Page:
Nesting. I found out that most Barn Owls mate for life — they are monogamous, as are Great Horned Owls — though there have been reports that some males have had several female mates at the same time. And Barn Owls tend to use the same nest site year after year. One of their courting displays is hovering in front of the female in a “moth-like fashion” — Oh, I experienced this several years ago! Chicks usually start flying at 9-10 weeks and begin leaving the nest for good at about 11-12 weeks. All will probably be gone by 14 wks.
If there is nesting in July, as is the case with this find of mine, it’s usually a second clutch for the mated pair. About 10% of barn owls reproduce two times a year — and some even produce three clutches in a year! And, although the breeding season is considered from March to August — having expanded due to climate change from an original breeding season which was almost always in May — they, in fact, can produce youngsters at any time of the year.
They lay as many as 6 eggs, but more often than not, only about 4 of them hatch. The eggs are laid asynchronously, every 2-3 days and they hatch in the order in which they were laid (sounds like a business telephone answering service, doesn’t it?!). So chicks from the same clutch can actually vary up to about 21 days in their ages. They don’t “build” nests, but find places to lay their eggs which they line with their pellets.
Poop. Pellets are actually excrement regurgitated through the mouth. Owls swallow their prey whole, but they don’t digest the bones and fur. The parts of the prey that actually pass through the digestive tract and out of their rumps are excreted as a softish, whitish “guano” — like that of all birds. Guano can often be found dripping down the tree trunks on which they perch.
However, in owls the larger, indigestible parts of the prey, including bones and fur, are kept in their gizzard for a couple of hours as a pellet which then travels back up into the Proventriculus (the first part of the stomach) where it remains for ten hours before being regurgitated. This stored pellet actually blocks the owl’s digestive system so that new prey cannot be swallowed until the pellet is ejected. Twice a day these are spat-up, or regurgitated out of their mouths, as “pellets”. These pellets basically look like the poop of other animals except that they are oval-shaped and not long. [see Digestion in Owls]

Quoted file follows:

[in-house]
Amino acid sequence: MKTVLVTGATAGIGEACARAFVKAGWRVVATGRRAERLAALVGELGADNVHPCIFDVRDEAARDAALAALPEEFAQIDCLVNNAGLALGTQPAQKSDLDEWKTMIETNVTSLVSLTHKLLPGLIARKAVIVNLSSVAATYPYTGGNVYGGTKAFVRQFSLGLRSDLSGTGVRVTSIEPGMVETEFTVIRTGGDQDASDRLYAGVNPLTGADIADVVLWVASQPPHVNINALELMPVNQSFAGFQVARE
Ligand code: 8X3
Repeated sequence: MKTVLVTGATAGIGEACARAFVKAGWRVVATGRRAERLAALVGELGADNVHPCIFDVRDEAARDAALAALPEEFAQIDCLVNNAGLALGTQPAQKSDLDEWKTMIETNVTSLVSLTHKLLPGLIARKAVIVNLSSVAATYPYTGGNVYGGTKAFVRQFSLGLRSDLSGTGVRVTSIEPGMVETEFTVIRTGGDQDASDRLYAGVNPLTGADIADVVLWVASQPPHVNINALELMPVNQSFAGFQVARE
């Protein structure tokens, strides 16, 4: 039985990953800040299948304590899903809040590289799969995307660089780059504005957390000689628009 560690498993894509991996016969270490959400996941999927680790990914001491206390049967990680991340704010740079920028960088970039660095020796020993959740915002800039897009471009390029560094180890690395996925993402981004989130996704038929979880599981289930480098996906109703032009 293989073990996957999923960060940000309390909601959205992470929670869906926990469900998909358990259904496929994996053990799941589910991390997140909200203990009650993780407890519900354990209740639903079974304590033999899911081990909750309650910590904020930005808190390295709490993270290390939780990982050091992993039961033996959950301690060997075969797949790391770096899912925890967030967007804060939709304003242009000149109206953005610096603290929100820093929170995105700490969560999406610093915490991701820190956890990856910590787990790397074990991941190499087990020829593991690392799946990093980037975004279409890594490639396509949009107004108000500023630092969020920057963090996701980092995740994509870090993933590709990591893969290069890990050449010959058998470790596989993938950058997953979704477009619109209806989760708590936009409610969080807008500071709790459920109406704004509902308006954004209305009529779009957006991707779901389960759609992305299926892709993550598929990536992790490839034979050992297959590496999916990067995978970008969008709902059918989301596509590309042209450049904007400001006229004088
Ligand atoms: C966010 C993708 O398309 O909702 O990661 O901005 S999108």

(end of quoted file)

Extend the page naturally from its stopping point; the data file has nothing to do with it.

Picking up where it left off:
Hunting. All owls’ eyesight is pretty superb — they hunt at night [see “Coyote Night Vision”]. In addition, the ability of Barn Owls to capture prey by sound is the best of any animal that has ever been tested. Their satellite-dish shaped faces helps with this. They eat mostly small mammals such as rats, mice, voles, gophers. Also bats. They don’t eat squirrels so much because they are less active at night. They also eat some song birds. 91% of barn owls, post-mortem, are found to contain rat poison. The most long-lived Barn Owl ever recorded was 15 years old.
Poisons. Everyone, please don’t use poisons to eradicate rats, and please ask your neighbors to do the same. Rat poison is a horrible and slow death for rats, causing them to bleed from the inside out, and causing them to become disoriented and slow. This is why owls catch them. But worse, the poison actually travels up the food chain to these owls. Several years ago I sent in two dead barn owls for toxicity tests: they were found to have huge amounts of rat poisons laced throughout their bodies. We’ve also had a number of our Great Horned Owls killed by rat poisoning: One, this year, we guessed, was the mother of owlets who then never made it to adulthood.
[Photo and Story by Janet Kessler]